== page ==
|1.||Sleepers At Wilkinson||3:41|
|3.||The Football Game||4:11|
|4.||Saying The Rosary||6:54|
|5.||The Trip To Wilkinson||2:35|
|6.||Time In Solitary||4:24|
|9.||Learning The Hard Way||5:21|
|10.||Last Night At Wilkinson||3:51|
|11.||Father Bobby's Decision||3:56|
|12.||Reliving The Past||3:41|
|13.||Reunion And Finale||5:31|
| ||56:22| Submit your review
Rather heavier going material than director Barry Levinson usually takles, this somewhat nasty revenge and courtroom drama film is a long way from The Natural and Good Morning Vietnam. Sleepers marks Levinson's first collaboration with John Williams and the results are extremely powerful, coming at a time when Williams' scores were proving less popular with fans simply because they were so dark. The same period that yielded Nixon, Rosewood and The Lost World, all of which are a long way from the style of his most popular work. I must admit that the descriptions of Sleepers never ensured I hurried down to my local record store to pick it up, however, I was lucky enough to hear Williams conduct the London Symphony Orchestra in a performance of Hell's Kitchen (one of the most luke warm receptions for a Williams encore I've ever heard beforehand, but everyone enjoyed it in the end) and decided the score might just be worth picking up.
It should be noted that Hell's Kitchen actually ends with a more upbeat and typical Williams brassy flourish, but the early material of the track is more indicative of the score as a whole. This is pretty bleak stuff that recalls Presumed Innocent and echoes the darker material from the more recent Rosewood. Williams' orchestra is also less standard, incorporating the occasional synth (and synth choir) and electric bass which deepen the bass to gives the music greater intensity. While not always successful at using synths or a pop orientated sound, The Football Game actually works quite well, featuring as it does a drum kit (as opposed to a 'proper' percussion section) and various synth bass lines. Anyone who can't quite come to terms with such a dramatically weighty Williams score will likely latch onto that track as a favourite (probably together with Hell's Kitchen) since they are more upbeat, but with a little perseverence, the rest of the score is no less well written. This is not a high instant impact score; it does have plenty of thematic content, it is just not immediately obvious. One break from the orchestra does occur with a fairly sombre choral piece (real choir this time), Saying the Rosary which for lack of any further credit seems to have been composed by Williams as well.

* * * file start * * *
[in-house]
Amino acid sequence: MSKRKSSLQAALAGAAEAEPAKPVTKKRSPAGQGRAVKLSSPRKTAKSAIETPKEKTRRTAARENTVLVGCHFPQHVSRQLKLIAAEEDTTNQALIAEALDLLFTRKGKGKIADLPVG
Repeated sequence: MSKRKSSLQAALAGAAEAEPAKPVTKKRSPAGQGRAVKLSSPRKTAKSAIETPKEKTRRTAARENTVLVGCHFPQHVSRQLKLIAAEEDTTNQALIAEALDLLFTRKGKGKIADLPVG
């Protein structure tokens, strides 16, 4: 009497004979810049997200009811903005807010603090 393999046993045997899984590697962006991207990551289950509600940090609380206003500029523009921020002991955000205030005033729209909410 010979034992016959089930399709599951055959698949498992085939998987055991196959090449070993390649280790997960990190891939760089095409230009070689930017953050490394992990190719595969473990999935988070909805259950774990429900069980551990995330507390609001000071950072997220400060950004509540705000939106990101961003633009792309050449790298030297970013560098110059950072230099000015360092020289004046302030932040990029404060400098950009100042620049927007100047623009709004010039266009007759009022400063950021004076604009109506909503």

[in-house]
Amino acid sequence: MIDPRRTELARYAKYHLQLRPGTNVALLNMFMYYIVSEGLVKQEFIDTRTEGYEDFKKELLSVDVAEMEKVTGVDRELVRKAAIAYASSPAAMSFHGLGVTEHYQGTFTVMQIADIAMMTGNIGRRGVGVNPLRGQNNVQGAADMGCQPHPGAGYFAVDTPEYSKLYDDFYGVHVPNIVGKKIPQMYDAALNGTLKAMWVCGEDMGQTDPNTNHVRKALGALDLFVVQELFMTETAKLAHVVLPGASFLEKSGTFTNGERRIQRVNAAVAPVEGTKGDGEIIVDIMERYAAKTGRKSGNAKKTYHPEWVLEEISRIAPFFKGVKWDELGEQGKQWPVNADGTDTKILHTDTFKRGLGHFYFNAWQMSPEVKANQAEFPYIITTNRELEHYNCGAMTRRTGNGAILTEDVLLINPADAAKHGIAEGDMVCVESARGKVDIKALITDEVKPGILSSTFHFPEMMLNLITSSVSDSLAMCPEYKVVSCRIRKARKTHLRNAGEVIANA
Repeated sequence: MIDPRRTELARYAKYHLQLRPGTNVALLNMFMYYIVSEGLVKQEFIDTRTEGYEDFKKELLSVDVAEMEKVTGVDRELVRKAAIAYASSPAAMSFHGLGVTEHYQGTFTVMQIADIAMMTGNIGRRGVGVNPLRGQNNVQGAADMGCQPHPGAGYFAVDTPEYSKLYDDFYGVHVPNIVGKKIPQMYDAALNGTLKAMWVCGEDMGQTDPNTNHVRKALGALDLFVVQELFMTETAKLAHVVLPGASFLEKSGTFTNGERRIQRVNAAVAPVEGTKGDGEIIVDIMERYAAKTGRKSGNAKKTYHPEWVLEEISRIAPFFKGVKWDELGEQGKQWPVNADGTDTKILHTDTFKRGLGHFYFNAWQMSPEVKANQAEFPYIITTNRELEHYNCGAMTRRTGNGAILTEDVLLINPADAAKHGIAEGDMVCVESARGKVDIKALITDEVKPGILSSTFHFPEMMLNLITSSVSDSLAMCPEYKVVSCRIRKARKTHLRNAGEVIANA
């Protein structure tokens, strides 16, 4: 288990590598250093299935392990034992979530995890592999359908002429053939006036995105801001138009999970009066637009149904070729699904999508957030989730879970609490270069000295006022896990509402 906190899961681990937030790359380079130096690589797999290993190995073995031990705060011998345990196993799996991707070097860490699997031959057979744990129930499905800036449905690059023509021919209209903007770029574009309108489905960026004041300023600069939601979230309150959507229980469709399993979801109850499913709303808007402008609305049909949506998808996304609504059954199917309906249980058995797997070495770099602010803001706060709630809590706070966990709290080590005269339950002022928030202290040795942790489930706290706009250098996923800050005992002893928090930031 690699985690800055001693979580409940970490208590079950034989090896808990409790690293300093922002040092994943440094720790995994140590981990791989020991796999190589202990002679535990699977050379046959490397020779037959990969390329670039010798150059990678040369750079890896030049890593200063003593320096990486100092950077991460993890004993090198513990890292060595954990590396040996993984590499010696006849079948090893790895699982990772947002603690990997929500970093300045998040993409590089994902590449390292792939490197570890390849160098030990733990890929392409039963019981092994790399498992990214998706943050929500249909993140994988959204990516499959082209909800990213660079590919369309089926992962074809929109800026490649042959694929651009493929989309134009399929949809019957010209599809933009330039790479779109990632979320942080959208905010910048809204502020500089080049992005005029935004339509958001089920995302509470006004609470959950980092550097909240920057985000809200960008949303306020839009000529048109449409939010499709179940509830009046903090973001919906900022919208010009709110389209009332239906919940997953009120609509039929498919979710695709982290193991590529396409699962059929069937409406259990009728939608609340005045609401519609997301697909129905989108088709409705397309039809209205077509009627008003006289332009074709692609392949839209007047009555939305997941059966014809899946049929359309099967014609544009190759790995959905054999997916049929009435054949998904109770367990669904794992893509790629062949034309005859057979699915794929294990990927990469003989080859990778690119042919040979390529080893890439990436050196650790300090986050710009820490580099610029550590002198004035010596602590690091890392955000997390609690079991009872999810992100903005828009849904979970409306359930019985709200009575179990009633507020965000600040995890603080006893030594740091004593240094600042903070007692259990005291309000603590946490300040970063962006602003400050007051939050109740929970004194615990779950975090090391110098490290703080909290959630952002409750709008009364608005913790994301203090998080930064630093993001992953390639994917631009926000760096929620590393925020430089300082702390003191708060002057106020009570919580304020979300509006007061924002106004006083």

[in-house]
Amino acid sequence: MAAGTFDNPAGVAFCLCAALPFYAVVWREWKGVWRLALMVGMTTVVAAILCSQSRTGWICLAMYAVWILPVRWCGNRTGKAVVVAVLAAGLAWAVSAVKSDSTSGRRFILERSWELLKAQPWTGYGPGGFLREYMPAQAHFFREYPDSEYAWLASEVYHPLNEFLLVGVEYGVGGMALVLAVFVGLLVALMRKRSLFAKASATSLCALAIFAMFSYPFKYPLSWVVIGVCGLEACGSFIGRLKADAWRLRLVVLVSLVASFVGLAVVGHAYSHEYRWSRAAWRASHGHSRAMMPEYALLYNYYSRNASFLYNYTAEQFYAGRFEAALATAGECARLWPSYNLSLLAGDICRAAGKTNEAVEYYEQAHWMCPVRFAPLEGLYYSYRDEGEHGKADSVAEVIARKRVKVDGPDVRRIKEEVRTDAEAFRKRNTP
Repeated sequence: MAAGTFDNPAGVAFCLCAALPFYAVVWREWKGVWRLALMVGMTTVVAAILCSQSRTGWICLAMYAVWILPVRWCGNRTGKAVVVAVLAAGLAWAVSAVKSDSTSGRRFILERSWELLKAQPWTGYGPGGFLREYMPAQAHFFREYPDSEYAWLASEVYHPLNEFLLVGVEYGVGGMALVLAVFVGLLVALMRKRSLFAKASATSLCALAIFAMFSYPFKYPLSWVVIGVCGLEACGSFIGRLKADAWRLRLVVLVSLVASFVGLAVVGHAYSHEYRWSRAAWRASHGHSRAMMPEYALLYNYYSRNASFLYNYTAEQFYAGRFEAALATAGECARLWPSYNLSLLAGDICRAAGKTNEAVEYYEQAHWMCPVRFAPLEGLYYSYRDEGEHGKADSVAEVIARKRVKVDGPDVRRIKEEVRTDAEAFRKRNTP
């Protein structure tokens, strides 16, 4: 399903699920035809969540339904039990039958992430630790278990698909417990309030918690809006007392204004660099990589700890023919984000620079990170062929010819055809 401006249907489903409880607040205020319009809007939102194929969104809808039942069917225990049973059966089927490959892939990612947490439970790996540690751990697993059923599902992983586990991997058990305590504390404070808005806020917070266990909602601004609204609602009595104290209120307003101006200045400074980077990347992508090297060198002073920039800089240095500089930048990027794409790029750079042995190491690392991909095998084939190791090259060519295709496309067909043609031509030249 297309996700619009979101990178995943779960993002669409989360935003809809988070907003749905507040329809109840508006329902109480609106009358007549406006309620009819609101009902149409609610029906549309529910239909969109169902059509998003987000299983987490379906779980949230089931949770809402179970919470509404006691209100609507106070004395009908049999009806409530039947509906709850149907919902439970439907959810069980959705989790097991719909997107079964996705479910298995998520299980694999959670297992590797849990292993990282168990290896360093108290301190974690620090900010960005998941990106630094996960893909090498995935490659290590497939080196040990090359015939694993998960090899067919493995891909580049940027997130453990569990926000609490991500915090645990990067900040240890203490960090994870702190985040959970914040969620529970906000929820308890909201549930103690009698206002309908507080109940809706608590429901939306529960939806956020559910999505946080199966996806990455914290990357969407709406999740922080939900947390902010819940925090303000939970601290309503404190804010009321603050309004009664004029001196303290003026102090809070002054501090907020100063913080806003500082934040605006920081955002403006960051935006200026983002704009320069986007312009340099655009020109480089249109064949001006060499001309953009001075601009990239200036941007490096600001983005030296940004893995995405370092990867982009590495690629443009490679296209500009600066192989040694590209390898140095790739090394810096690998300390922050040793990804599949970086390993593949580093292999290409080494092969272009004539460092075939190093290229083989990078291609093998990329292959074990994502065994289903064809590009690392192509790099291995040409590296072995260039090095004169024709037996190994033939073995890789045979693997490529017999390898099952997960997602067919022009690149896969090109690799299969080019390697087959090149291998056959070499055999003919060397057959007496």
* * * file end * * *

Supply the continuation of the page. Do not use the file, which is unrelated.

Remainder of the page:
The Reunion and Finale reprises some of the material from Hell's Kitchen and provides the final emotional release to lift the spirits before the album ends. In context, a very stirring climax after listening to the entire album. I can accept that this score is not everyone's idea of an hour's entertainment and the experience can verge towards depressing. Of course being depressing does not make it a bad score, just different to expectations. The quieter tracks do help to disperse the deep intensity of the more muscular cues, with the more upbeat moments relieving much of the tension, particularly at the finale. An underrated score that is worth giving a second chance, but don't expect it to lighten your mood too much.
: Best Original Score (Nominee)